TV-6 Investigates: Kadyn's Law, Many Violators Still Out There - News and Weather For The Quad Cities -

TV-6 Investigates: Kadyn's Law, Many Violators Still Out There

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School busses have been reappearing throughout the area as kids have headed back to the classroom.

School bus drivers still report motorists breaking the law and putting children in danger.

Stiffer penalties in Iowa haven't yet put the brakes on violators.

It has been one year since Kadyn's law went into effect in Iowa.

A law increasing the penalties for drivers who cruise past a stopped school bus with its stop arm out.

It's named for seven year old Kadyn Halverson who was killed by a pickup truck as she tried to cross the road to get on her school bus.

The increased penalties include an automatic 30 day drivers license suspension for a first offense and increased fines.

TV-6 followed Davenport school busses that report regular violators for several days.

Here's what we found.

"If the arm is out and the lights are flashing, stop, it's just that simple, that may be your kid at another stop," says Durham School Services Manager Curtis Wheeler.

His bus drivers see cars running past their stop signs more often than you think. Even with stiffer penalties in place, the problem grows worse as the year goes on.

"In the beginning of the year people tend to be more aware of the busses out there, their kids are riding, does it stay that way all year long, no it doesn't," says Wheeler.

The drivers turn in around 100 violations to police each school year. Those are the cases where the driver actually had time to gather enough details for a police report. Usually, all they can do is honk the horn.

We caught two cars passing bus 82 as it dropped off a student at West Third and Sturdevant. Wheeler says the driver sees this on a regular basis around here. When they do catch a motorist, they usually hear the same excuse.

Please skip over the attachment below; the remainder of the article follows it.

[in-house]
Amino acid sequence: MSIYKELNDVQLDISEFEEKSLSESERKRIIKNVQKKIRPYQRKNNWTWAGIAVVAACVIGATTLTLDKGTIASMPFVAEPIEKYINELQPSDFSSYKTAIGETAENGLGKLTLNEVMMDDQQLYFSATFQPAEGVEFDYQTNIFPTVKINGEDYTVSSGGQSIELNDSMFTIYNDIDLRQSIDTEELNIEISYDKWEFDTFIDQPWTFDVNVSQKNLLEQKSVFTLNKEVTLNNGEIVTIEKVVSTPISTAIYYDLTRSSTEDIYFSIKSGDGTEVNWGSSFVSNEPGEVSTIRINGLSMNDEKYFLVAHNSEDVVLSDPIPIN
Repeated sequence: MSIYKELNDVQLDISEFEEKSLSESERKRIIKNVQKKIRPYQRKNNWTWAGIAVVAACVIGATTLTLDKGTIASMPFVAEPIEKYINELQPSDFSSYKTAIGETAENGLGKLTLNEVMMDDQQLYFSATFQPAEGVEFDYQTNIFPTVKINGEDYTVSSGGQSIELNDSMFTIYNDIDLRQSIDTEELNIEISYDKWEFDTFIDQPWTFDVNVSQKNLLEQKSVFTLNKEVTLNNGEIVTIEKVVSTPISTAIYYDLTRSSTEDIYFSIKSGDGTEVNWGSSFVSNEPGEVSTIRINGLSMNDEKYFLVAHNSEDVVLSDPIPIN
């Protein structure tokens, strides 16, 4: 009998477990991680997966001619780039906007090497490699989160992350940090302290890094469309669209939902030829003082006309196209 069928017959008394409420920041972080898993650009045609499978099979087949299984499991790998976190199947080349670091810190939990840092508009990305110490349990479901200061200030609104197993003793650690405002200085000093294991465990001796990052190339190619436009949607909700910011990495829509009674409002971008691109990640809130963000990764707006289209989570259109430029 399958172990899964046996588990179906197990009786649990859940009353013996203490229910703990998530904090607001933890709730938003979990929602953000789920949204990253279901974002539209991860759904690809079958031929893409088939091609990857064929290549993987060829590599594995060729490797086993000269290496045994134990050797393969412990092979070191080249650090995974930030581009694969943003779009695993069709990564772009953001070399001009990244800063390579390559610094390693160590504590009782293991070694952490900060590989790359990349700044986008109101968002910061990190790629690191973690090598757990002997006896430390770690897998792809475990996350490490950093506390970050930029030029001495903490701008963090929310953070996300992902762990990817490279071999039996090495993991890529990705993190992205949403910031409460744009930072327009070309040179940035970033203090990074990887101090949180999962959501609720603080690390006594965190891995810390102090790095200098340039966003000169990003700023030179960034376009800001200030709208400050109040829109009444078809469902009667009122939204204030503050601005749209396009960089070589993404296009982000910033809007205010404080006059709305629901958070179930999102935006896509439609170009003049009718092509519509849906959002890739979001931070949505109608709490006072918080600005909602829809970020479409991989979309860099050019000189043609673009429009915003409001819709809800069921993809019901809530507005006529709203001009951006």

"I didn't even see it, it's big and it's yellow, how do you not see it."

Davenport Parent Lakendrick Lloyd asks, "I think personally when you first start driving, they teach you that, and stop is in big red letters so you cannot miss it, so why would you run past it in the first place?"

He plans to walk his kindergartner to the bus stop every day. He's already seen one car pass a stopped school bus here during the first week of school.

"That would be a very devastating moment to see somebody's child get hit," says Lloyd.

He blames drivers speeding in his neighborhood. Drivers in too much of a hurry. An excuse Lloyd says it's unacceptable.

"No, no, most definitely there's not an excuse, you know, it's around school time, and it's a 25 zone so why would you be speeding in the first place?"

Davenport is not the only district seeing this issue up close. 29 states participated in a one day count of stop arm violators this spring. 1600 Iowa bus drivers participated in May. They counted up 180 violators. An 11 percent rate. The count was higher in Illinois. 300 drivers counted 84 violators. A 27 percent rate.

Wheeler says its frustrating. He's seen the problem in every district he's worked for over 10 years.

"We're transporting kids, your kids, my kids, the communities kids, it's not like we're transporting goods," says Wheeler.

Iowa has been keeping track of the number of stop arm violators for years.

Before Kadyn's law went into effect, the Department of Transportation averaged close to 1,000 violations each year.

Last year it recorded 780, an improvement, but it's only one year of data.

The number of convictions though is low, 109 last school year from Maquoketa down to Fort Madison.

Remember, Davenport drivers average 100 turned into police each year.

We'll look into why the conviction rate is low Tuesday.

Illinois drivers who pass a stopped school bus face a three month suspension of their license plus fines.

The suspension increases to one year if a person is convicted of passing another stopped school bus within a five year period.

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